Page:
WordPress isn’t a static piece of software that never changes. By now you’re probably aware that even desktop software needs to be updated routinely to continue upgrading the performance of your machine. But why does WordPress need to be constantly maintained?
We can break it down into 3 categories:
- Security – WordPress developers need to stay ahead of the curve with hackers and bad actors. Oftentimes this means rolling out minor “security updates” to WordPress. Once the core WordPress software is updated, individual theme and plugin authors need to update their software, too. A complete timeline of WordPress release dates is available here.
- Performance – WordPress is constantly rolling out new features to make your site run better and keep up with the internet as it changes. While the WordPress community has been somewhat change-resistant when it comes to the basic WordPress software, there has been some huge changes via theme and plugin developers. Some of the better innovations we’ve seen in the last several years include a more visual way of editing sites via the use of page builders, automatic plugin and theme updates, embed technology, CDN support, and deeper integrations with ubiquitous tools like Google Drive and Microsoft Drive, Google Analytics, and more.
- WordPress is Open Source – Because WordPress is open source, it needs to be installed on your own server. While many SaaS (Software as a Service) solutions take care of their own upgrades and maintenance behind the scenes, open source software updates are your responsibility. This also means that updates are not forced on you, and you can pick and choose which updates you want to accept. We recommend you accept all WordPress updates for your website, as this is the way that you stay ahead of hackers and bad actors.
WordPress Horror Stories
Horror Story #1: Foul Language Flub
Back when one of our contractors, Matt, was just starting out with WordPress (and definitely before working with Sayenko Design), he was managing a small WordPress site for a local college club at University of Washington. The owner of the site called him up one day and was suddenly very concerned with the site. This perplexed Matt, as the site owner was usually a little hands-off about the whole project.
“Matt, have you looked at the site recently?” the site owner asked.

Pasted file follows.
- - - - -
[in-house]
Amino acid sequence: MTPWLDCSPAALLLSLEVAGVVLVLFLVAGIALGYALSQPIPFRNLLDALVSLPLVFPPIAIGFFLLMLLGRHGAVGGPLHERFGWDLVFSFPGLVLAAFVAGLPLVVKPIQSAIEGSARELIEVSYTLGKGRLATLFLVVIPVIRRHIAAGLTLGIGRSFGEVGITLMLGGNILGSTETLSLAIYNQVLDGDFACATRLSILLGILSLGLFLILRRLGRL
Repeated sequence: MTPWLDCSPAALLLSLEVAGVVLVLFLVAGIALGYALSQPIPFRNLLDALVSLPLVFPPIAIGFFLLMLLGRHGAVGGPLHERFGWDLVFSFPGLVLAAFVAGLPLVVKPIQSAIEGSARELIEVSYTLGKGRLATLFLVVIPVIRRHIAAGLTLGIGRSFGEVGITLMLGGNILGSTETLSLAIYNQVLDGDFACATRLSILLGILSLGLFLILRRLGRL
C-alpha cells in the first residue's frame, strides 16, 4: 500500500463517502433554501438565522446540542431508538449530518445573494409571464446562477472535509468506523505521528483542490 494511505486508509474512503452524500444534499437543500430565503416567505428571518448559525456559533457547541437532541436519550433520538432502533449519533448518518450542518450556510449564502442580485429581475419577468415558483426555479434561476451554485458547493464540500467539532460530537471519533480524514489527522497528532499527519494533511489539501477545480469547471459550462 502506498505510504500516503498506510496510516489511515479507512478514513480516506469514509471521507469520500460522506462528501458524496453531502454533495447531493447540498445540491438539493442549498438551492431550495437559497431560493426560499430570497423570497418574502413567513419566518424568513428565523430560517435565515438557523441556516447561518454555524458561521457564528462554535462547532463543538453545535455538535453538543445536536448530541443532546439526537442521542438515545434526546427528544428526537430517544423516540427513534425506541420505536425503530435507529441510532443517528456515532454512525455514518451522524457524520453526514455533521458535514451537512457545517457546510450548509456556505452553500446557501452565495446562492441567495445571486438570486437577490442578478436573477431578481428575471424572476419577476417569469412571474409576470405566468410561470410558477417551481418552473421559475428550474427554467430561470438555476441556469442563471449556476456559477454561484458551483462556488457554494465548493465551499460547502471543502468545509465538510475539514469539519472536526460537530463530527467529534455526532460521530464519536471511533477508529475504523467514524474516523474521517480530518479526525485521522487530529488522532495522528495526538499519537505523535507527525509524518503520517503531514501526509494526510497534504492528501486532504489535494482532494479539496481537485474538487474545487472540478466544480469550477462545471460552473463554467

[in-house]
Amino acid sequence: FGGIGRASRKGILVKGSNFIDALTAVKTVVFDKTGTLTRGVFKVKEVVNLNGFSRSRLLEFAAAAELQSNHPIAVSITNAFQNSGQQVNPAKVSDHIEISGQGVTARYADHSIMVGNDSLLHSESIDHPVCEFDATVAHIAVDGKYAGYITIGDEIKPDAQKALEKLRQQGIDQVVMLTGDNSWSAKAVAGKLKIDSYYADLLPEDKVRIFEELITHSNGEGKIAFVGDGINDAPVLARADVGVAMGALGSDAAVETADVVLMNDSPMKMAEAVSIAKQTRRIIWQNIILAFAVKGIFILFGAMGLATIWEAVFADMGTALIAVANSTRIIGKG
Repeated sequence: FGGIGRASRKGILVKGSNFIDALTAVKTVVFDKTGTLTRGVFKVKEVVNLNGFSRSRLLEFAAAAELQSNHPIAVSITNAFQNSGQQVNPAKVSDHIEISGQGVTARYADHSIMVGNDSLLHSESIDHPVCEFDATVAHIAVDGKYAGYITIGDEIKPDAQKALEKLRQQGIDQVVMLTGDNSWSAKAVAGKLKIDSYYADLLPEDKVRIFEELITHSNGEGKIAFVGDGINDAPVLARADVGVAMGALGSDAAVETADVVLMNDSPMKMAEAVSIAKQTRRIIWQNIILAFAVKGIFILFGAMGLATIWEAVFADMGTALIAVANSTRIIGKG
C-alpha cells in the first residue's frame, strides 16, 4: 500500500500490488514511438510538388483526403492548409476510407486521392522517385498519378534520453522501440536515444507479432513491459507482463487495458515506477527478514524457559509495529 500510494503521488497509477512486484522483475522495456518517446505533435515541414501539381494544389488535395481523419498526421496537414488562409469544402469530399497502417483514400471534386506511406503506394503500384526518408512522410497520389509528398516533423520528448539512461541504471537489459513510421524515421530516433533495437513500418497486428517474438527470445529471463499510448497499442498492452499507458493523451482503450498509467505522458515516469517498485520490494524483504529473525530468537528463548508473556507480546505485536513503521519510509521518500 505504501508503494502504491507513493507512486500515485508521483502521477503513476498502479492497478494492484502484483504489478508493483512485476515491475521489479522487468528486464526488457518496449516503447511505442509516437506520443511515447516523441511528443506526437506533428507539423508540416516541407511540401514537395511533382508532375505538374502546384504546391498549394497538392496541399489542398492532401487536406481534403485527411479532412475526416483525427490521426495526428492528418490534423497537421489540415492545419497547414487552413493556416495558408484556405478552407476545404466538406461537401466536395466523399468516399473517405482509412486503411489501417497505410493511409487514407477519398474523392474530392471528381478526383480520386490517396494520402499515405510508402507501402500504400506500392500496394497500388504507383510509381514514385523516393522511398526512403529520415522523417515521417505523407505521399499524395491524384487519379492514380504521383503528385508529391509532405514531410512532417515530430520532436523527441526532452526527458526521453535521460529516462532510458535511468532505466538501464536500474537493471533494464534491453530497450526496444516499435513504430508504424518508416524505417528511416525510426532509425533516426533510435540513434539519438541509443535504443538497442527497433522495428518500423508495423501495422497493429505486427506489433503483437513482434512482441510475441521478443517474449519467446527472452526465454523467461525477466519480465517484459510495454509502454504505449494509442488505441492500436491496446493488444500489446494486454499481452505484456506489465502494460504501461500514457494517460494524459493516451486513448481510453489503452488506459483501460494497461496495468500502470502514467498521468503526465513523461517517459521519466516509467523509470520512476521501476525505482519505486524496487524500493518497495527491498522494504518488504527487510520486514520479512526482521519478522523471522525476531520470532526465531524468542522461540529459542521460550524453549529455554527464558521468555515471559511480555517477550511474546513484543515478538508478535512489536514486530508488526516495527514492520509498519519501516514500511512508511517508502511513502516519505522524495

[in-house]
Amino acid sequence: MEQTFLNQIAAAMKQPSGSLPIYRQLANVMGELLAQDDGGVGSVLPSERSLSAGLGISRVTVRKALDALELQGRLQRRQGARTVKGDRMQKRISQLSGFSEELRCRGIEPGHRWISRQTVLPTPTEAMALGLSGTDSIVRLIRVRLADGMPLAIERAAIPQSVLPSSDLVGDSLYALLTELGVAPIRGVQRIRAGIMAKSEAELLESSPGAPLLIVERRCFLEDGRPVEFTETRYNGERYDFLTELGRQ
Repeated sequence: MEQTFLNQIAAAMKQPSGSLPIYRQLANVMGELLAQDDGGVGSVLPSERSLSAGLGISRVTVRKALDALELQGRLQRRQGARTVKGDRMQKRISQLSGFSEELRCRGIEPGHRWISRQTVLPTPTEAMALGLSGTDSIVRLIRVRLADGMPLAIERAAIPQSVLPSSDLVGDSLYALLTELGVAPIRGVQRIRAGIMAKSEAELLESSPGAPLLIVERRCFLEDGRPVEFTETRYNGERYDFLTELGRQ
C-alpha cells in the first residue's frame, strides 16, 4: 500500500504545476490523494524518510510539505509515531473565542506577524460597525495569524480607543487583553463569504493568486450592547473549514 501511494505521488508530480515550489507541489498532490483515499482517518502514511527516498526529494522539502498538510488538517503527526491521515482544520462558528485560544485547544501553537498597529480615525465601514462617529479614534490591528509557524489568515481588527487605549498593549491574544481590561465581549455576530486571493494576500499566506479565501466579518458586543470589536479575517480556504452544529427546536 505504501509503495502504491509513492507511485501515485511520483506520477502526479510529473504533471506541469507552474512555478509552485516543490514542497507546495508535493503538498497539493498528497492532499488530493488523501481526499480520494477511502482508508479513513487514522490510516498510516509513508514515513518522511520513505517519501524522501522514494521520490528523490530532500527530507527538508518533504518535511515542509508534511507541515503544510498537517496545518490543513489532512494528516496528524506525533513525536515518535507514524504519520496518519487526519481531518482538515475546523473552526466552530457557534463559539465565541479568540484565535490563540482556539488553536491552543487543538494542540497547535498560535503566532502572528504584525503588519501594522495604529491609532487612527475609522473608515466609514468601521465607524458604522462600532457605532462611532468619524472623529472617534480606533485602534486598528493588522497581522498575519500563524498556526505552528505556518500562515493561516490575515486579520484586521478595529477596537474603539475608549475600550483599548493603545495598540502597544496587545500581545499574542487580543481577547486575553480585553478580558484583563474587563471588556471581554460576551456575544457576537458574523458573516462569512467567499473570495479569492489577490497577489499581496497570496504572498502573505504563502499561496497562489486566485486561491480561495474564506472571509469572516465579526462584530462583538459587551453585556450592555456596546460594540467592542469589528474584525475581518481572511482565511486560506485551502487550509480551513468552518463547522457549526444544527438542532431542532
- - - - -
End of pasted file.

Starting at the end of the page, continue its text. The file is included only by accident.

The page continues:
“No, but let me pull it up right now,” replied Matt.
“It looks okay to me.”
“Well, try looking again,” responded the site owner.
Matt tried another browser. In the upper left hand corner of the site were words that we cannot repeat, right where the logo should have been.
“___ for f—ing,” it read, and we hope you can interpret the meaning from there.
It was quite a bit of stress and heartache cleaning that one up, to say the least.
What was Matt’s mistake?
He had failed to update WordPress Core.
Horror Story #2: Sayenko Design Saves the Day
We recently took on a WordPress site with a theme that was 8 years old, with outdated plugins, PHP and no backups. When the client tried to update WordPress or plugins the site crashed causing a white screen of death to appear!
Fortunately, that is when they decided to reach out to us.
We went in and took a backup, made a staging copy of the site for testing and went to work.
- We cleaned up the plugins (removing un-necessary and un-used plugins)
- We deleted unused themes
- We upgraded to latest stable version of php 7.4 (the site was using 5.XX that was going to be phased out a month from when they reached out)
What was the client’s mistake? And how do you avoid it?
Waiting this long to run updates is like putting off washing your dishes when you just cooked a big, sticky meal. The longer you wait, the more of a headache you create for yourself. Instead, you should run WordPress updates about once per month to ensure compatibility between themes, plugins, and WordPress core.
Okay, let’s move on for more juicy tips.